This is an important lesson that we have learned from the Haft Tappeh sugarcane workers, and we must know that only in this way, and through council and collective decision-making, can we prevent possible divisions and clashes imposed from above. Do not let them mislead us with promises and, as we have warned, if our demands are not met by the end of next month, we must prepare for wider protests.
Dear colleagues! During the last few days of striking, some of our colleagues left their workplace and returned home, but some of us have remained in workers’ dormitories. The reason for this is that we want to pursue our demands through maximum presence. Ruthless employers are firing day labourers and preparing to hire new workers. Therefore, if we stay in the dormitories, the employers will not have a place to house the new workforce. At the same time, because of our presence, they will not dare to fire us and carry out such conspiracies. From this day on, our recommendation is to return after a week of visiting the family and then remain at the workplace, while continuing our strike. Our daily presence in front of petrochemical plants, refineries and power plants is putting more pressure on the employers and helping us pursue our demands.
A number of colleagues who are day-contract workers in the Tehran refinery have been arrested. We must call for their release and the reinstatement of the 700 workers who have been sacked because of the strike.
Our strike is nationwide and we must respond to any attacks with a united front.
In addition to an increase in wages, we are asking for 10 days leave for every 20 days of work, so that we can visit our families and get away from these deplorable conditions.
In addition, we contract workers need job security. Currently we have none, despite our health and lives being in constant danger through working in hazardous environments.
The living conditions in the workers’ dormitories are appalling and there is no adherence to basic health and safety rules in the workplace. The laws governing special economic zones (where some oil refineries and exploration fields are situated) only serve the interests of the worst kind of capitalist bullies, to ensure their total dominance over workers. We demand a curtailing of the contractors’ unlimited power and permanent contracts for all workers. We are calling for the abolition of special economic laws governing these zones, which pave the way for the imposition of severe military-style security measures in the oilfields.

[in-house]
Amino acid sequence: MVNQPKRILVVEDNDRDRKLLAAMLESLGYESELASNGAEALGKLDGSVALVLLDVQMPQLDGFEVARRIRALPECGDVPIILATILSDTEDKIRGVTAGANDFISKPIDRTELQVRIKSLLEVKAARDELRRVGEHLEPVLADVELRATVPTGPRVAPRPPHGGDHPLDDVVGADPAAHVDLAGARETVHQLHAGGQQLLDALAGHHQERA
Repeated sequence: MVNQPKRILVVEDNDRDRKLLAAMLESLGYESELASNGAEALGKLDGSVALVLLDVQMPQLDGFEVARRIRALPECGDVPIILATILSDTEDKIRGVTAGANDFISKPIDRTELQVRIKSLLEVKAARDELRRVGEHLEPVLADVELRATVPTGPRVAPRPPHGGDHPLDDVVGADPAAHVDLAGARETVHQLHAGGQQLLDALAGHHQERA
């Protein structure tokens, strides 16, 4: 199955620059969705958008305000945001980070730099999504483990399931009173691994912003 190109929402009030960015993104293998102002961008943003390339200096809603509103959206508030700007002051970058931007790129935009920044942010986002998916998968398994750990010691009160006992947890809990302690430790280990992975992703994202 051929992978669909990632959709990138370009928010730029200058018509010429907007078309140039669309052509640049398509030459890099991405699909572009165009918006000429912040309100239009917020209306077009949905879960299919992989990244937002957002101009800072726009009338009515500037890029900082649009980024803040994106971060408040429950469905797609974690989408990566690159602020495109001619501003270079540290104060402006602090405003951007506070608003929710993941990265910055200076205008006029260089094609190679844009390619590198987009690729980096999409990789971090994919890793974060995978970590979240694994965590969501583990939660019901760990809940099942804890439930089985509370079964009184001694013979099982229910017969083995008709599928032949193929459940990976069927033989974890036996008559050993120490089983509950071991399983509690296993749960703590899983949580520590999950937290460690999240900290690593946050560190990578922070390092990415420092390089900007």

Finally we want to address the Iranian people. Our thanks to fellow workers, our comrades at Haft Tappeh Sugarcane plant, as well as teachers’ unions, associations of retired employees and student organisations which have been supporting us with their statements. Have no doubt that this solidarity gives us oil workers the strength we need.
The demand for wage increases is not just a demand put forward by oil workers: we know that all workers – teachers, retirees and other wage-earners – have the same demand. Therefore we expect the support and encouragement of fellow workers. Please protest against the dismissal of 700 of our fellow workers and demand their reinstatement.
Translated and distributed by Hands Off the People of Iran
Yassamine Mather is an Iranian socialist in exile in UK. She is a member of the Centre for Socialist Theory and Movements (Glasgow University) and acting editor of the journal Critique.